When it comes to Environmental, Social and Governance (ESG) in Asia, investment management recruitment not only seeking expertise - already a sparse commodity in the region - but hires that are able to see ESG through the lense of a customer.

Within Asian institutions, efforts to promote ESG at a local level are challenged by the low level of familiarity with ESG principles and how to apply them, say experts that spoke to  AsianInvestor.

The head of Asia for a large European insurance company, responsible for integrating ESG principles into the investment strategies of its operating companies across Asia Pacific, told AsianInvestor he often encountered misunderstanding in how to apply ESG principles.

More than the poor

“[Many] think it’s just about CSR (corporate social responsibility) or donations to the poor,” he said. “Some [staff] have been board members for many years but don’t see this through a customer’s eyes. I explain how customers will view them, how that will impact whether they like you and whether they will buy your products.”

Where local units have adopted it in their investment approach it is often highly siloed, perhaps adopting an ESG component for one of ten funds, he said.

“They just create ESG funds for a unit-linked [insurance product] but don’t anticipate adopting it across the entire portfolio. We need to be further on, especially in the investment space.”

Typically, he will task one or two people in each operating company – usually one in the executive committee and the CIO – with spearheading the project, then push them towards policies that will result in quick, measurable ESG impacts.

He said this works better than attempting to effect wholescale change.

“It’s about materiality: where to get the bang for your buck. Then board members see [the benefits] in a concise and coherent way.”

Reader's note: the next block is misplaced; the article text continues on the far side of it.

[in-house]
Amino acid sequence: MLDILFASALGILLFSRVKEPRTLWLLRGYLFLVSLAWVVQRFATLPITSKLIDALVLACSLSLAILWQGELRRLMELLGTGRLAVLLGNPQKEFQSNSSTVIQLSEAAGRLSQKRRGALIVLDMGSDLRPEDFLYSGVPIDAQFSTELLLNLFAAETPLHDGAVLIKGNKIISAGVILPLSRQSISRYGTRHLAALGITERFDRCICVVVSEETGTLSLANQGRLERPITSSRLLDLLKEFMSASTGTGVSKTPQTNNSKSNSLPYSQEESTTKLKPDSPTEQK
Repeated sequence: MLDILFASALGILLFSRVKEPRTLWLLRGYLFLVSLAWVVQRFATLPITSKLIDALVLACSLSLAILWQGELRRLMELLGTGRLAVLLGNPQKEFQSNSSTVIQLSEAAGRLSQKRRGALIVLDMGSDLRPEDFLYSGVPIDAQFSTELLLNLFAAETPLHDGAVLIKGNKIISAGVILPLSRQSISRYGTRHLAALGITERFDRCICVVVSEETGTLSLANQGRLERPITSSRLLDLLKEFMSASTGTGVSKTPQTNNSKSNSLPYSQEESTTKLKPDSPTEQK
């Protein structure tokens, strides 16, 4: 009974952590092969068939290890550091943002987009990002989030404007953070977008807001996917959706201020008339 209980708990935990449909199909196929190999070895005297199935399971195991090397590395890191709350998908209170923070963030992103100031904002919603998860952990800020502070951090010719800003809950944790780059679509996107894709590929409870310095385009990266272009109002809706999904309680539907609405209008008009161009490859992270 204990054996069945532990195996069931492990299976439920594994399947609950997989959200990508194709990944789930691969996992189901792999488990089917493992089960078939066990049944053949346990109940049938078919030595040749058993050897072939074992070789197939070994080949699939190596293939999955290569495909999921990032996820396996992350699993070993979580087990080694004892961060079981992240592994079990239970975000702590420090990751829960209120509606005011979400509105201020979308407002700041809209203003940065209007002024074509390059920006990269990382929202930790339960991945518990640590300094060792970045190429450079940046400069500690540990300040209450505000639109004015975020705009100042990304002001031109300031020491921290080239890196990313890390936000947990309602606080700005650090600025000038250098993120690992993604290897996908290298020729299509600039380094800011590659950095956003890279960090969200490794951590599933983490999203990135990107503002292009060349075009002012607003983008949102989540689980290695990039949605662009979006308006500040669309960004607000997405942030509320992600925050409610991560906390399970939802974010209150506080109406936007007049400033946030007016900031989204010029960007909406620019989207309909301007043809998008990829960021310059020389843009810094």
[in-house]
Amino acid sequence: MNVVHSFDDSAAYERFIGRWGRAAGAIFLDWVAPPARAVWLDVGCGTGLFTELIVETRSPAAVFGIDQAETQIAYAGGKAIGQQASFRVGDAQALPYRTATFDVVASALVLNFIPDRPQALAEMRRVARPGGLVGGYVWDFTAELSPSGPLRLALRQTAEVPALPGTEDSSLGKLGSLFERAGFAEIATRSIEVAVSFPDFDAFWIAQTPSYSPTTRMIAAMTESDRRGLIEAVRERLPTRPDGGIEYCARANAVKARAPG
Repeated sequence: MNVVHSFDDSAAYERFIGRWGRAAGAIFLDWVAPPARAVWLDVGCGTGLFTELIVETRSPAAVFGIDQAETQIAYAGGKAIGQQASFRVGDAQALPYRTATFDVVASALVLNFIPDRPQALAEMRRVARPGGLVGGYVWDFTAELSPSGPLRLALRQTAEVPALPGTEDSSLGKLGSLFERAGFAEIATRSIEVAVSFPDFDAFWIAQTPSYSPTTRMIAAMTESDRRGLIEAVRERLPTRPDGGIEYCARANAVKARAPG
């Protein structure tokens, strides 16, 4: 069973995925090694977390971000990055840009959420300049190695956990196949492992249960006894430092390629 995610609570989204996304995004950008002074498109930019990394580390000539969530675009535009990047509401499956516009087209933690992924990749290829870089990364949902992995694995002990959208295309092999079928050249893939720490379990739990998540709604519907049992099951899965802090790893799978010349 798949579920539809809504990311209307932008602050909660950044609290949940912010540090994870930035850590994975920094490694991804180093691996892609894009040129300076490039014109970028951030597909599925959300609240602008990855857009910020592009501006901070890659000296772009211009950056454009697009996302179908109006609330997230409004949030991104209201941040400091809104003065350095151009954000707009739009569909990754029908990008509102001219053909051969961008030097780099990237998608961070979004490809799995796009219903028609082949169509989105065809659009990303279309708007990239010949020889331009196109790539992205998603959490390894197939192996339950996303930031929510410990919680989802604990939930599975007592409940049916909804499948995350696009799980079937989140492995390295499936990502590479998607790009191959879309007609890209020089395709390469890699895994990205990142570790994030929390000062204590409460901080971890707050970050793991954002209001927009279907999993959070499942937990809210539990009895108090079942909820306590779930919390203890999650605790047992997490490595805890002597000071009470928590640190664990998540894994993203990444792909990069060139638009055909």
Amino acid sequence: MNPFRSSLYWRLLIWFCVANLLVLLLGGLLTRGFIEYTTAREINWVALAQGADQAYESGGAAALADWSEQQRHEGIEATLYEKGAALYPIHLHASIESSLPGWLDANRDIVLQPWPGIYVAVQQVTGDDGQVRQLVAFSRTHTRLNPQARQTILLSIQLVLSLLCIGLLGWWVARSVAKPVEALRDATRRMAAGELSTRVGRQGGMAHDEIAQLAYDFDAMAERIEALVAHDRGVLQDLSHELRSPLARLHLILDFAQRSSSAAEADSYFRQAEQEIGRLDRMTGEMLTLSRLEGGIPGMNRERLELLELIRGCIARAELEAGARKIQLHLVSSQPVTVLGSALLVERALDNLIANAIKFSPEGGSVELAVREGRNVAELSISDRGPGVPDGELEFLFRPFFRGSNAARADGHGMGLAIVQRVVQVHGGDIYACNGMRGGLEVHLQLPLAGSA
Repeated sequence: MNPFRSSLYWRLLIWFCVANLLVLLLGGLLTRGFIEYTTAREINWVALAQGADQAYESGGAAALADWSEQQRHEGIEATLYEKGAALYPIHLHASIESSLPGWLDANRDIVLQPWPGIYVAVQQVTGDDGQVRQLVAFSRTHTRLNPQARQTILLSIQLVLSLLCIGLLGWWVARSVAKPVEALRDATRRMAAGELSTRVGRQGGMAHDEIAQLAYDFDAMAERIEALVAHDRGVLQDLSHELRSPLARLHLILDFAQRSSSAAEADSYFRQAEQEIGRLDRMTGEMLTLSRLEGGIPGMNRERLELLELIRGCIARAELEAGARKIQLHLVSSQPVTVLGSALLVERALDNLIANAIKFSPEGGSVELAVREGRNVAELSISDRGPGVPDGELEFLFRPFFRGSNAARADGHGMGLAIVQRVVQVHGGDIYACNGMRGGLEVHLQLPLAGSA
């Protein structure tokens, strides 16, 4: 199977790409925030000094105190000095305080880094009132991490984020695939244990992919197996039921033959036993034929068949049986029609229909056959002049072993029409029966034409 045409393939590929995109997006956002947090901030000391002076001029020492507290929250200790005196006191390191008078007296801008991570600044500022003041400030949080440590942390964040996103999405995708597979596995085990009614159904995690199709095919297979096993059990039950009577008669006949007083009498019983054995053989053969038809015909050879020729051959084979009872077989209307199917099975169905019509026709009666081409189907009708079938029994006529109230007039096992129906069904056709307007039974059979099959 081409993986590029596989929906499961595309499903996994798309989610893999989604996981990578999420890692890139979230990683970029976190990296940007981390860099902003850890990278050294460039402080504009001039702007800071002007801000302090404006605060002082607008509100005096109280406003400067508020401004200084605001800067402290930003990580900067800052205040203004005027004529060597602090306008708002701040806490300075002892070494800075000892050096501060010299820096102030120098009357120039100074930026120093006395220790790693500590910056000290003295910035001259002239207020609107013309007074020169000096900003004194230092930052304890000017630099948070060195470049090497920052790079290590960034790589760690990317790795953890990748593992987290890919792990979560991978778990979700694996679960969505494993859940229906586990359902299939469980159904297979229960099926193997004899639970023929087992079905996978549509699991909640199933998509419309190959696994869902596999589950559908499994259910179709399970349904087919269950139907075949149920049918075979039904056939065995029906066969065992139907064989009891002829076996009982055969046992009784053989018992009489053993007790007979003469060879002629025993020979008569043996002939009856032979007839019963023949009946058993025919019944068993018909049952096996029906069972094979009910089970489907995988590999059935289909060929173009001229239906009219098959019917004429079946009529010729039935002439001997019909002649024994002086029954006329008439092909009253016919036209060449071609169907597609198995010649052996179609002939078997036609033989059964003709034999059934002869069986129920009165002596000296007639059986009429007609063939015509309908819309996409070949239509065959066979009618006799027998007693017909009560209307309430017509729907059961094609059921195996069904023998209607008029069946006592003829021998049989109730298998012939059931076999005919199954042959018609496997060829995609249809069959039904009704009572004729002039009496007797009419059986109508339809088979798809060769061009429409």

Hunt for expertise

Real expertise in ESG is still difficult to source in the region and funds are increasingly seeking to nurture skills internally rather than seeking difficult-to-find skilled up professionals 

“Specific ESG experience in acquisition and [building] management experts is still a rarity,” Dr Raphael Mertens, chief risk officer at Allianz Real Estate and head of ESG told AsianInvestor.

He said the company was in the process of hiring an ESG specialist exclusively to cover Asia, a role that requires investment manager hires to have a good grasp of ESG, he added.

However, he said that it was currently focusing on developing ESG skills internally, highlighting training of its acquisition and management teams in Asia. He said the focus was on how they should collect and apply criteria in a form that can be easily fed into environmental benchmarks.

“It’s important to over time that we drive the whole team in a direction where they improve,” he said, adding another important focus was ensuring that buildings owned by Allianz Real Estate consume as much renewably generated power as possible.

Mind the social gap?

For many investors from outside Asia who have taken social and governance principles into their investments from the start, environmental impact is the main focus.  

OMERS infrastructure is one such investor. Christopher Curtain, Omers Infrastructure’s head of Asia Pacific in Sydney told AsianInvestor: “Social and governance have always occupied a lot of discussion,” he said.

He said the SG part of the equation was already playing out with strong board representation, strong stewardship, looking after staff, as well as appreciating the central role many of its investments play in the local economy.

However, there was now everything to play for with the E in ESG.

“The environmental piece has grown over the years and been refined: that’s the area that offers the most opportunities,” he said.

Despite this, expert opinion remains divided on whether the three pillars of ESG are truly working in concert.

In July, Fiona Reynolds, departing CEO of the United Nations’ Principles for Responsible Investment (PRI) told AsianInvestor that for the majority of investors, social responsibility was lagging environmental engagement in Asia.

“[Investors have] fallen short around social issues. There is an S in ESG, and it is completely overshadowed by the environment and climate issues, while people started thinking about governance in the early days of responsible investing,” she said. “What I would like to see is that governments also look more to social issues, while investors need to get good reporting and data on them. I’ve never understood why people ignore people.”